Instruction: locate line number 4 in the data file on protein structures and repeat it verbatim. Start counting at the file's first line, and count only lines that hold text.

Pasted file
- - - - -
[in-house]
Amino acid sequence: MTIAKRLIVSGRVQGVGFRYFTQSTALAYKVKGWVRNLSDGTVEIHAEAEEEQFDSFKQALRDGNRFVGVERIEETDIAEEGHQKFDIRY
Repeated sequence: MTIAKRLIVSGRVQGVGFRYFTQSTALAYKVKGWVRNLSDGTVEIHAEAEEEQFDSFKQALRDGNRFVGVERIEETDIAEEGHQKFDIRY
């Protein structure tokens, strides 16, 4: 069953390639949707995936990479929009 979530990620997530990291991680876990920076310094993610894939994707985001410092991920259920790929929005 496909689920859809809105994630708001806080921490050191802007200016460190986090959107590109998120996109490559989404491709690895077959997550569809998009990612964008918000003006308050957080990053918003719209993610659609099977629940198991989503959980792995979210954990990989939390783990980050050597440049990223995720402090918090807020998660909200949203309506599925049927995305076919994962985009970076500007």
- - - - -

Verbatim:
């Protein structure tokens, strides 16, 4: 069953390639949707995936990479929009 979530990620997530990291991680876990920076310094993610894939994707985001410092991920259920790929929005 496909689920859809809105994630708001806080921490050191802007200016460190986090959107590109998120996109490559989404491709690895077959997550569809998009990612964008918000003006308050957080990053918003719209993610659609099977629940198991989503959980792995979210954990990989939390783990980050050597440049990223995720402090918090807020998660909200949203309506599925049927995305076919994962985009970076500007």